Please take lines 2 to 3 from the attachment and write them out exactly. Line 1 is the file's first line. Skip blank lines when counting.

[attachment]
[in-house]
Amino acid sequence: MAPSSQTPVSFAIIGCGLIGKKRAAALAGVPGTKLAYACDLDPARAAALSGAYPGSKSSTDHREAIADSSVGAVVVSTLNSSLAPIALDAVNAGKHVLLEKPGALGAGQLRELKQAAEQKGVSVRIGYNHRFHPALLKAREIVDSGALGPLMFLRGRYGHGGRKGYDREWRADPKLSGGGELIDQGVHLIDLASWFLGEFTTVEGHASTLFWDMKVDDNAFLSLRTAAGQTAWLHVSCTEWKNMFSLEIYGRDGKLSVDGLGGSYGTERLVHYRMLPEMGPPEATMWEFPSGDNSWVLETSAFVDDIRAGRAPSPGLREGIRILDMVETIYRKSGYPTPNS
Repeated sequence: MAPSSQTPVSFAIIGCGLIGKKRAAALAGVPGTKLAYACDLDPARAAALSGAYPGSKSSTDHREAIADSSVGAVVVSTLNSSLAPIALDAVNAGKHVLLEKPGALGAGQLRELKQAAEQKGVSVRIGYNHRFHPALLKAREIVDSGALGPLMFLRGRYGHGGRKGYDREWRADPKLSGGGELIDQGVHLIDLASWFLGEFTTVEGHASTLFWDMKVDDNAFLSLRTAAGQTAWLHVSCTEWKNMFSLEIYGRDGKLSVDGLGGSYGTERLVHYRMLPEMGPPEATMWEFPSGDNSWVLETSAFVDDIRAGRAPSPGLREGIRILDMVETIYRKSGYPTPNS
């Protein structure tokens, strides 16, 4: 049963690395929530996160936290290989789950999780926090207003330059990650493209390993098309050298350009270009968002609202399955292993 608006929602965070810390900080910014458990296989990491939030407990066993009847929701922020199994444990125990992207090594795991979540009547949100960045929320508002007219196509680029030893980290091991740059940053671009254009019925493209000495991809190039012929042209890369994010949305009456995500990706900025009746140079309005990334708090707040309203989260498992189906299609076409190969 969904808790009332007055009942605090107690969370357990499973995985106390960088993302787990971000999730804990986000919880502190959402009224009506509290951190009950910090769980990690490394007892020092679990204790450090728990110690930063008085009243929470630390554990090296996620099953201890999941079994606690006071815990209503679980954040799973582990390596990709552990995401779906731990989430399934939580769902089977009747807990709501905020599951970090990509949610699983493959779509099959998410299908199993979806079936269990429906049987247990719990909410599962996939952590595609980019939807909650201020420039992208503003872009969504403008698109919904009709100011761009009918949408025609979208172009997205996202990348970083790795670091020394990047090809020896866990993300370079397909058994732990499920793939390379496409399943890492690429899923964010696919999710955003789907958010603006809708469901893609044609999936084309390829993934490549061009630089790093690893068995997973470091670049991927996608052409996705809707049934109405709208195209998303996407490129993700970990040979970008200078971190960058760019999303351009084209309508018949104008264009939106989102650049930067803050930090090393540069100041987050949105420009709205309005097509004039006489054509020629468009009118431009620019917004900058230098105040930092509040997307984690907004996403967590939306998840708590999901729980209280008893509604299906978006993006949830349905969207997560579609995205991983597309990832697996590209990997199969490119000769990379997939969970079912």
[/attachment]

Amino acid sequence: MAPSSQTPVSFAIIGCGLIGKKRAAALAGVPGTKLAYACDLDPARAAALSGAYPGSKSSTDHREAIADSSVGAVVVSTLNSSLAPIALDAVNAGKHVLLEKPGALGAGQLRELKQAAEQKGVSVRIGYNHRFHPALLKAREIVDSGALGPLMFLRGRYGHGGRKGYDREWRADPKLSGGGELIDQGVHLIDLASWFLGEFTTVEGHASTLFWDMKVDDNAFLSLRTAAGQTAWLHVSCTEWKNMFSLEIYGRDGKLSVDGLGGSYGTERLVHYRMLPEMGPPEATMWEFPSGDNSWVLETSAFVDDIRAGRAPSPGLREGIRILDMVETIYRKSGYPTPNS
Repeated sequence: MAPSSQTPVSFAIIGCGLIGKKRAAALAGVPGTKLAYACDLDPARAAALSGAYPGSKSSTDHREAIADSSVGAVVVSTLNSSLAPIALDAVNAGKHVLLEKPGALGAGQLRELKQAAEQKGVSVRIGYNHRFHPALLKAREIVDSGALGPLMFLRGRYGHGGRKGYDREWRADPKLSGGGELIDQGVHLIDLASWFLGEFTTVEGHASTLFWDMKVDDNAFLSLRTAAGQTAWLHVSCTEWKNMFSLEIYGRDGKLSVDGLGGSYGTERLVHYRMLPEMGPPEATMWEFPSGDNSWVLETSAFVDDIRAGRAPSPGLREGIRILDMVETIYRKSGYPTPNS